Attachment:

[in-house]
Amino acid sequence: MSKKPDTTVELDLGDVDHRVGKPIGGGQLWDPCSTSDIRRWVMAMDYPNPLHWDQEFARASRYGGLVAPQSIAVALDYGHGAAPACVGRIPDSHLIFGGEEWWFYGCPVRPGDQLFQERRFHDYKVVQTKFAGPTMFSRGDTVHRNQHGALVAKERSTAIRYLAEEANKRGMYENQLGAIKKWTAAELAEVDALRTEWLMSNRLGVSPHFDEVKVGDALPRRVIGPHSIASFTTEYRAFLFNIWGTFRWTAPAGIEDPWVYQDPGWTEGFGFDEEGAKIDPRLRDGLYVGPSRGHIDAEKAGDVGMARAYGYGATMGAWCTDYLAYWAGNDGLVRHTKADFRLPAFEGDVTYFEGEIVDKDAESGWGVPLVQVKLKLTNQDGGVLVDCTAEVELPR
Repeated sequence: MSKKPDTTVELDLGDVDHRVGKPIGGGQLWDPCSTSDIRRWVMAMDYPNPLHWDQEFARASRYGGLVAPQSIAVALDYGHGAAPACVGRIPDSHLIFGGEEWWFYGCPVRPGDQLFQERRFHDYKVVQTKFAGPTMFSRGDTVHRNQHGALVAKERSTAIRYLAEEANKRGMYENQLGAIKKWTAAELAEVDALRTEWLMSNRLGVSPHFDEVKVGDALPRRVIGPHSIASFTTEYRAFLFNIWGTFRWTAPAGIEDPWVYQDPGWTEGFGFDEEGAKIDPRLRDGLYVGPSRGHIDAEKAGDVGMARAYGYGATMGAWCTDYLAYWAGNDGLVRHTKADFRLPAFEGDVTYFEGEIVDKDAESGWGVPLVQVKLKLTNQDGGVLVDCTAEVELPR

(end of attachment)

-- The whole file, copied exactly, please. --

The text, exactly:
[in-house]
Amino acid sequence: MSKKPDTTVELDLGDVDHRVGKPIGGGQLWDPCSTSDIRRWVMAMDYPNPLHWDQEFARASRYGGLVAPQSIAVALDYGHGAAPACVGRIPDSHLIFGGEEWWFYGCPVRPGDQLFQERRFHDYKVVQTKFAGPTMFSRGDTVHRNQHGALVAKERSTAIRYLAEEANKRGMYENQLGAIKKWTAAELAEVDALRTEWLMSNRLGVSPHFDEVKVGDALPRRVIGPHSIASFTTEYRAFLFNIWGTFRWTAPAGIEDPWVYQDPGWTEGFGFDEEGAKIDPRLRDGLYVGPSRGHIDAEKAGDVGMARAYGYGATMGAWCTDYLAYWAGNDGLVRHTKADFRLPAFEGDVTYFEGEIVDKDAESGWGVPLVQVKLKLTNQDGGVLVDCTAEVELPR
Repeated sequence: MSKKPDTTVELDLGDVDHRVGKPIGGGQLWDPCSTSDIRRWVMAMDYPNPLHWDQEFARASRYGGLVAPQSIAVALDYGHGAAPACVGRIPDSHLIFGGEEWWFYGCPVRPGDQLFQERRFHDYKVVQTKFAGPTMFSRGDTVHRNQHGALVAKERSTAIRYLAEEANKRGMYENQLGAIKKWTAAELAEVDALRTEWLMSNRLGVSPHFDEVKVGDALPRRVIGPHSIASFTTEYRAFLFNIWGTFRWTAPAGIEDPWVYQDPGWTEGFGFDEEGAKIDPRLRDGLYVGPSRGHIDAEKAGDVGMARAYGYGATMGAWCTDYLAYWAGNDGLVRHTKADFRLPAFEGDVTYFEGEIVDKDAESGWGVPLVQVKLKLTNQDGGVLVDCTAEVELPR